"The Real Bones": Leading Anthropologist to Lecture at UWG

Friday, January 20, 2012

Leading anthropologist Dr. Michael Warren visits the University of West Georgia to speak about the reality of forensic anthropology.

His lecture, “The Real Bones: Forensic Anthropology Comes to Carrollton,” will be on Thursday, Jan. 26, at 7 p.m. in Kathy Cashen Recital Hall. The Department of Anthropology and the Antonio J. Waring Endowment are the sponsors.

Leading anthropologist Dr. Michael Warren visits the University of West Georgia to speak about the reality of forensic anthropology.The lecture is free and open to the public.

Warren is a physical anthropologist specializing in forensic anthropology. He has authored or co-authored several hundred forensic osteological reports over the last 20 years, including the skeletal analysis in the recent, widely publicized murder of Caylee Anthony.

Warren assisted the federal government in the recovery and identification of victims of the World Trade Center terrorist attack. He also assisted with the identification of victims of Hurricane Katrina. He was a consultant in the excavation and analysis of human remains from mass gravesites in Kosovo, Serbia, Bosnia and Herzegovina.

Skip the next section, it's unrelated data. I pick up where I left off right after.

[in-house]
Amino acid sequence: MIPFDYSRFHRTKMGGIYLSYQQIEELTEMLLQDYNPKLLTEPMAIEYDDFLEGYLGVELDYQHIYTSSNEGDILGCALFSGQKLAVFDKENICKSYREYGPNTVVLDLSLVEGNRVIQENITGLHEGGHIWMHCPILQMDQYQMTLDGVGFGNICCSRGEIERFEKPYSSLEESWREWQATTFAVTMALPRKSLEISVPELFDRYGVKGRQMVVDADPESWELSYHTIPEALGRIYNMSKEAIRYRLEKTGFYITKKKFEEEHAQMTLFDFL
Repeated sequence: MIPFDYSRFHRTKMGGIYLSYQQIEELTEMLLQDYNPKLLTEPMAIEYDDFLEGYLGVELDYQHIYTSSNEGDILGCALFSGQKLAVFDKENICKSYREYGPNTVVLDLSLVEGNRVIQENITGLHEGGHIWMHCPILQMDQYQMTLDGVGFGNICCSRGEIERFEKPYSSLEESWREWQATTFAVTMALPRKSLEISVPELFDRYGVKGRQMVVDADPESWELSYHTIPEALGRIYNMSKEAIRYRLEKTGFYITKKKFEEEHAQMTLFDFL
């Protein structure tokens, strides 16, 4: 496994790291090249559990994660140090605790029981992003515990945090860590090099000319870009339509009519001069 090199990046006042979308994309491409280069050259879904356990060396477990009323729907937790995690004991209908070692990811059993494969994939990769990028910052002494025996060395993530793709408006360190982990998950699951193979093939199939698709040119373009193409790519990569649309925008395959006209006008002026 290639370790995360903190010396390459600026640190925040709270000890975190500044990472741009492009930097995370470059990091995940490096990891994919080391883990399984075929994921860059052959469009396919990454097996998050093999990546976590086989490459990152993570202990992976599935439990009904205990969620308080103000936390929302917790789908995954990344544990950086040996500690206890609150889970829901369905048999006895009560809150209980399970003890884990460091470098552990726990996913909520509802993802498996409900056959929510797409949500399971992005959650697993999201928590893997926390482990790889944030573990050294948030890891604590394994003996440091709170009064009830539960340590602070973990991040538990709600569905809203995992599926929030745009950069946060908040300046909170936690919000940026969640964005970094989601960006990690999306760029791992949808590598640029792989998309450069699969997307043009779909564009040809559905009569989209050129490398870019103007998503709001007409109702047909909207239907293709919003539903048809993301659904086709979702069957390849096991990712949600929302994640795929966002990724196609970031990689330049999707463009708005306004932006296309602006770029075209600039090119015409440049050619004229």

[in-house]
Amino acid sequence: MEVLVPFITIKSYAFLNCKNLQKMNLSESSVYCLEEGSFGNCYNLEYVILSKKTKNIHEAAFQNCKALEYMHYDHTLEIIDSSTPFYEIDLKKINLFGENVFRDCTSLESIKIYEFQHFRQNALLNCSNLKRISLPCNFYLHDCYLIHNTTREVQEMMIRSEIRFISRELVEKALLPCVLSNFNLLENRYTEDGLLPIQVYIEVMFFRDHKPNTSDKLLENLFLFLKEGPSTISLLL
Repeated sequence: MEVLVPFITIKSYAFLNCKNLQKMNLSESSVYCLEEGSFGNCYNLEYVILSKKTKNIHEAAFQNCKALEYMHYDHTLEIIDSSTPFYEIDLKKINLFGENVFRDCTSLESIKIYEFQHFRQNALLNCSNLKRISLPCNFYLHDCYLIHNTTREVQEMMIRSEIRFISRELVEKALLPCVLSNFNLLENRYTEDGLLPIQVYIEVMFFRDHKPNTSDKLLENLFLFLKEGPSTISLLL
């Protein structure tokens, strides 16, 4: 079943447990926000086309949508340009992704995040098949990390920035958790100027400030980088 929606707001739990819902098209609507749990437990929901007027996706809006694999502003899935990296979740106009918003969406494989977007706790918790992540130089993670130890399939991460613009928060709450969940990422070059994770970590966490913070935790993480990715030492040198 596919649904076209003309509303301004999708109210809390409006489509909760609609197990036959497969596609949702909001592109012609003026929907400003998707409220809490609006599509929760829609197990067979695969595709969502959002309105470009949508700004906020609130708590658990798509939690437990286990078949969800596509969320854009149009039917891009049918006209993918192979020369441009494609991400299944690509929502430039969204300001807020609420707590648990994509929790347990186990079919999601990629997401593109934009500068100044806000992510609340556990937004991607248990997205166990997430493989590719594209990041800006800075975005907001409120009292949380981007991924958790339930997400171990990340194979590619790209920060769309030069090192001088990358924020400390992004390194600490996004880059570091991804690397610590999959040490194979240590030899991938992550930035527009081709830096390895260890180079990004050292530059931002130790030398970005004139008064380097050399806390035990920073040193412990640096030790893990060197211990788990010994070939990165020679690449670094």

He is a fellow of the American Academy of Forensic Sciences. Warren’s research interests include forensic identification, trauma analysis, forensic analysis of human cremated remains, human osteology, victim identification in mass disasters and genocide, and human variation.

He is one of only 88 board certified forensic anthropologists in the world and currently serves as the vice president of the American Board of Forensic Anthropology.

Warren is an associate professor of anthropology and director of the C.A. Pound Human Identification Laboratory at the University of Florida. He also serves as assistant director of the university’s William R. Maples Center for Forensic Medicine.

He has presented lectures on the importance of forensic anthropology to the Armed Forces Institute of Pathology, the Ministry of Justice of Thailand and the University of Bradford in England.

For more information, please contact Dr. Kerriann Marden in the Anthropology Department at 678-839-6450 or kmarden@westga.edu